The following editorial appeared in the St. Louis Post-Dispatch on Monday, June 29:
Back in February, four months before he officially announced his candidacy for the Republican presidential nomination, former Gov. Jeb Bush made a startling statement:
“The opportunity gap is the defining issue of our time,” he told the Detroit Economic Club. “More Americans are stuck at their income levels than ever before. It’s very hard for people to go from the bottom rungs of the economy to the top or even the middle. This should alarm you. It has alarmed me.”
It was startling because it sounded very much like a speech given 14 months earlier by President Barack Obama.
In December 2013, the president spoke at an event organized by the left-leaning Center for American Progress, describing a “dangerous and growing inequality and lack of upward mobility that has jeopardized middle-class America’s basic bargain — that if you work hard, you have a chance to get ahead.
“I believe this is the defining challenge of our time: making sure our economy works for every working American.”
So defining-challenge-of-our-times-wise, what’s the difference between Bush’s “opportunity gap” and Obama’s “dangerous and growing inequality and lack of upward mobility”?
Nothing. They are two sides of the same coin.
Bush and Obama were describing the same reality, but Bush was parsing his language more carefully. That’s because among certain Republicans, “income inequality” means “class warfare” and them’s fightin’ words. Consider Rush Limbaugh’s take on March 28, 2014:
“Income inequality is income redistribution from those who work for a living to those who vote for a living. Plain and simple.”
This ignores all sorts of reality. First, income already has been redistributed, upwards (“There is class warfare, all right,” said Warren Buffett in 2011. “But it’s my class, the rich class, that’s making war, and we’re winning.”) And two, the reality is that those who don’t work also don’t vote in massive numbers; they are less likely to vote than middle-income Americans and far less likely than upper-income Americans.
The problem is that middle-income Americans, for a variety of reasons, often vote against their own economic interests, for candidates who support policies that have created the widest income disparities since the Great Depression.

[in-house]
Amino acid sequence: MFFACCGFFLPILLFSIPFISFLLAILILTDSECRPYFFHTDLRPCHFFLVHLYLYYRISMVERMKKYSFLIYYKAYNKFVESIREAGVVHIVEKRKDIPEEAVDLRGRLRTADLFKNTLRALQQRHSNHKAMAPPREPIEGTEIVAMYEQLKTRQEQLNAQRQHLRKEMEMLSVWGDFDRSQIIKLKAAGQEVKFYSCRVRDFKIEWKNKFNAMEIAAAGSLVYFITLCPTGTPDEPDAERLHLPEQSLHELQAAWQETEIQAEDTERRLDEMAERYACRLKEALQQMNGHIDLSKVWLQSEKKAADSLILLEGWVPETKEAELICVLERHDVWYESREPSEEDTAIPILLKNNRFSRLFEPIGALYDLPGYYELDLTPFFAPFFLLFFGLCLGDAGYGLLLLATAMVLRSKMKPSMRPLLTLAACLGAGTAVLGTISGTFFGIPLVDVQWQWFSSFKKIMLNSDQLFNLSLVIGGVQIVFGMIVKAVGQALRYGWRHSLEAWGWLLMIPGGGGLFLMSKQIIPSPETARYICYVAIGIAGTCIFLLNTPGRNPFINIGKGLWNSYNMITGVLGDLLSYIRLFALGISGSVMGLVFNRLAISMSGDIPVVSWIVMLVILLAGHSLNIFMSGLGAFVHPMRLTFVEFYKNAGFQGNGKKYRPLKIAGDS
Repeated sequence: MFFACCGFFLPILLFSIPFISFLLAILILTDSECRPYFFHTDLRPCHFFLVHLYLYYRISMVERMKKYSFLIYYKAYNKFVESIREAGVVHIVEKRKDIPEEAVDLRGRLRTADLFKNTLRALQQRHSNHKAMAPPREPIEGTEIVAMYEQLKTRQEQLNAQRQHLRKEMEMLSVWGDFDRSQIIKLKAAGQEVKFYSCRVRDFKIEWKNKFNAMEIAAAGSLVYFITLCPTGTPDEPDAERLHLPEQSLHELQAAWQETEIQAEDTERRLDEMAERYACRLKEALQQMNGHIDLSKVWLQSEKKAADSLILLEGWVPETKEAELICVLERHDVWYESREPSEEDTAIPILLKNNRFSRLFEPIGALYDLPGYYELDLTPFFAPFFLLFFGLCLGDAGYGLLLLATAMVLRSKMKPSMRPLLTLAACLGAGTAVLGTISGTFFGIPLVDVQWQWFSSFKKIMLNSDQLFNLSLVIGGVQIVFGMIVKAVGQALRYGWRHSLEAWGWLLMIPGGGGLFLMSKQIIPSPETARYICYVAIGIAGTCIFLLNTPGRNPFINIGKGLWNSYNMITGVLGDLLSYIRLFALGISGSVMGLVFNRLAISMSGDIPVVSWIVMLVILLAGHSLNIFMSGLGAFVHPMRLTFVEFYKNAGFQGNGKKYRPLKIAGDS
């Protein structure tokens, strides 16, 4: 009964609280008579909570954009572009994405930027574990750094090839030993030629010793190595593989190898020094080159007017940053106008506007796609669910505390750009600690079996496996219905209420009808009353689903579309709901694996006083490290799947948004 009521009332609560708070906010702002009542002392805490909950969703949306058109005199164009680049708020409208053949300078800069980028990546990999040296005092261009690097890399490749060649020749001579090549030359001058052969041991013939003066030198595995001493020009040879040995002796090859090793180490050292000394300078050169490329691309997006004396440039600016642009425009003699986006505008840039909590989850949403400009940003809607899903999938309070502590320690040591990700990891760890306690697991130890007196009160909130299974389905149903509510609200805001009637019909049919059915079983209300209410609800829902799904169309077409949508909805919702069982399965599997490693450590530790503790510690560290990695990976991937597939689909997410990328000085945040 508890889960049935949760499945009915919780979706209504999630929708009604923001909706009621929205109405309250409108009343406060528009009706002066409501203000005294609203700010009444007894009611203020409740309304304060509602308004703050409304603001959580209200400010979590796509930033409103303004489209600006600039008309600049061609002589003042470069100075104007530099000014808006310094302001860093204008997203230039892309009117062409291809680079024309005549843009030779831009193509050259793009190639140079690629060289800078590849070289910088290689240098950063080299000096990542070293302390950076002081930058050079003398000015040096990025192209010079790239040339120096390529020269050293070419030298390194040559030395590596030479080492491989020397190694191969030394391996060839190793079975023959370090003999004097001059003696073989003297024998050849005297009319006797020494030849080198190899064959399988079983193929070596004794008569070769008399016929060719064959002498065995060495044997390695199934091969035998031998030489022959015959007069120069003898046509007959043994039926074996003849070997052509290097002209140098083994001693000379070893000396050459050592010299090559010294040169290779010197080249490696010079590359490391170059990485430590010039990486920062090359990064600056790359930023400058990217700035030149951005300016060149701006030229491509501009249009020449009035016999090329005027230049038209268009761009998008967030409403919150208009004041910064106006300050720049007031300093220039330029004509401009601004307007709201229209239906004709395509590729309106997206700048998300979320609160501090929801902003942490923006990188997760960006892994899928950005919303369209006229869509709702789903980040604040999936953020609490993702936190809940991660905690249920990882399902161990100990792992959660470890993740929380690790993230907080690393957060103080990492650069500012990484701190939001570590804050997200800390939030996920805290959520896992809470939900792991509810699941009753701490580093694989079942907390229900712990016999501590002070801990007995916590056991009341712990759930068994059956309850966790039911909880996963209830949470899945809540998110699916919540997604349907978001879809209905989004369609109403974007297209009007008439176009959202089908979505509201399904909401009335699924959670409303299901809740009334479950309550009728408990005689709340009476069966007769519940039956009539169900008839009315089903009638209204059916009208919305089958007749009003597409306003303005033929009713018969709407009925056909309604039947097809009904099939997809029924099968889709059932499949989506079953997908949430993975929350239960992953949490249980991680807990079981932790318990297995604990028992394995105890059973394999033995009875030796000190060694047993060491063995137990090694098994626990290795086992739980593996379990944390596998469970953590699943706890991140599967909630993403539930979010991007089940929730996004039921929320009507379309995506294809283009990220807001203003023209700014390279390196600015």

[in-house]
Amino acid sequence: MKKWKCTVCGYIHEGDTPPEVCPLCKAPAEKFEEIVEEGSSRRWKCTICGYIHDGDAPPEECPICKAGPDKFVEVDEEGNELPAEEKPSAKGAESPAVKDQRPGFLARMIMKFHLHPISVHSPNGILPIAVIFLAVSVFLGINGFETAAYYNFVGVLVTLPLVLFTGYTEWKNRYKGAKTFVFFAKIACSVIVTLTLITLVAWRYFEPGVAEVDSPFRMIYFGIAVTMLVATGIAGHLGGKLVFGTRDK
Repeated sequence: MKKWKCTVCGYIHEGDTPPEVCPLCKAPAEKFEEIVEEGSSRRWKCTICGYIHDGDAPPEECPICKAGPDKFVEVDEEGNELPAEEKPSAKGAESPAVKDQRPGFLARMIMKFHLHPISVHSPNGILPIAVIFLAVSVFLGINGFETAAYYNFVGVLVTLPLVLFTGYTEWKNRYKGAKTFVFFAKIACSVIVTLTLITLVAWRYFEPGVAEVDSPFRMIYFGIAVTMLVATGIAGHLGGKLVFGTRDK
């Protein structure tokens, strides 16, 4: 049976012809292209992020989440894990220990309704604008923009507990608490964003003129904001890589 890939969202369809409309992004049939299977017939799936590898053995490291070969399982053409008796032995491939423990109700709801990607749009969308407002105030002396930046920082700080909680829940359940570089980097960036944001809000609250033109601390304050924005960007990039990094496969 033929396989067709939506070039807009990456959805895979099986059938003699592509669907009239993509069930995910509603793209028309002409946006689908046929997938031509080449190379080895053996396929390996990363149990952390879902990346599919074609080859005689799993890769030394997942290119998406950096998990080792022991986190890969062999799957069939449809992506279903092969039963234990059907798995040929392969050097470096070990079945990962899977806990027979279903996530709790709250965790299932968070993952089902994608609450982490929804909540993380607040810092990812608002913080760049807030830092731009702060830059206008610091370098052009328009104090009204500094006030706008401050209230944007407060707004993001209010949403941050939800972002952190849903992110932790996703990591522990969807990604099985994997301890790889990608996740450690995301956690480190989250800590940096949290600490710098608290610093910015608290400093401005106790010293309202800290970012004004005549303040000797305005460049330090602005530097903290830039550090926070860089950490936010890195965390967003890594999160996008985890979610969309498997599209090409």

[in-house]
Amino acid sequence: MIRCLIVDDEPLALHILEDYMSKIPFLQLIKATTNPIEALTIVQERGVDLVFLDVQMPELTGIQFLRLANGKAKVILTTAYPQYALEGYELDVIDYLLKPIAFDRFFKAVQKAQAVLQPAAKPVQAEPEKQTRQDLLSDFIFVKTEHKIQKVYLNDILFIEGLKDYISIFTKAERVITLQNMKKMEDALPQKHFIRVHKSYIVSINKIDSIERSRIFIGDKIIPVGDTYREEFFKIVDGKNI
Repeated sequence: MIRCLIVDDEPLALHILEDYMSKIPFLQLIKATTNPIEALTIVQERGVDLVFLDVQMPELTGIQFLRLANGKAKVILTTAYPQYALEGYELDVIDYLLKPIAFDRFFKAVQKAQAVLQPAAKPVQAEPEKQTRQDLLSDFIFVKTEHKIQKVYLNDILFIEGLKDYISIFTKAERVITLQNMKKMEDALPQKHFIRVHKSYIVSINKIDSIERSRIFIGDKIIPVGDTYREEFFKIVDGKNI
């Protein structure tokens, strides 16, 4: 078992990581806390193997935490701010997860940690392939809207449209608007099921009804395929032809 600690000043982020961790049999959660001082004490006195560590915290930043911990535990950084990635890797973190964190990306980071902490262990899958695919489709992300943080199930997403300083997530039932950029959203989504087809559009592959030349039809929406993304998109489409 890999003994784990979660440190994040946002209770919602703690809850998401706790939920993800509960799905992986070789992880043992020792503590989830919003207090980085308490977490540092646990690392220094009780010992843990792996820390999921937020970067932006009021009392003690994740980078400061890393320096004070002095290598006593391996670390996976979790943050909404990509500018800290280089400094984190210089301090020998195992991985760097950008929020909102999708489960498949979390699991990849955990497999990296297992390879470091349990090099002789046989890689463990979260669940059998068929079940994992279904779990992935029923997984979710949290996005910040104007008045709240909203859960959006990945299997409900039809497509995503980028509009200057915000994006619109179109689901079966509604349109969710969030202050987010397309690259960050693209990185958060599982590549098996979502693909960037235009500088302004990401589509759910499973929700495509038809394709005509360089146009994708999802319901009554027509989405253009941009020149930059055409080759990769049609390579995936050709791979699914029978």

But “income inequality” doesn’t poll well. Americans, for the most part, don’t begrudge someone his success. But they’d like a better shot at success for themselves.
A Wall Street Journal/NBC News poll reported in early May that: “By a greater than 2-to-1 margin, however, Americans said they’re less worried about the income gap, per se, and more worried about how middle- or working-class Americans can get ahead financially.”
Americans don’t realize it’s a false choice.
Thus Bush’s stress on the “opportunity gap,” as if it bears no connection to the fact that Federal Reserve data show that in 2013, the median wealth of the nation’s upper-income families ($639,400) was nearly seven times the median wealth of middle-income families ($96,500). And the median rich guy’s $639,400 was nearly 70 times that of the median low-income guy.
Between 1979 and 2007, the top 1 percent of households took more than half (53.9 percent) of the total increase in U.S. income. In that same period, the average income of the bottom 99 percent of U.S. taxpayers grew by 18.9 percent. That of the top 1 percent grew by 200.5 percent.
So if you can’t get ahead, there’s a reason: Too few people are keeping too much of the money. If you’re born into a family in the bottom fifth of income distribution, it’s 70 percent you don’t make it to the middle class.
If your kids don’t get a good preschool education, chances are they won’t get ahead. If they go to bad schools, they won’t get ahead. If they can’t afford college, they won’t get ahead.
Yes, you can get stuck because of poor choices made by you or your parents, but most often you get stuck because of poor policy choices made by lawmakers invested in the opportunity gap status quo.
We can’t grow our way out of “the defining issue of our time,” not when 1 person in every 100 is taking 38 percent of all the growth in income, and the next 9 guys are taking another quarter. Particularly when they think the other 90 are deadbeats.
(c)2015 St. Louis Post-Dispatch
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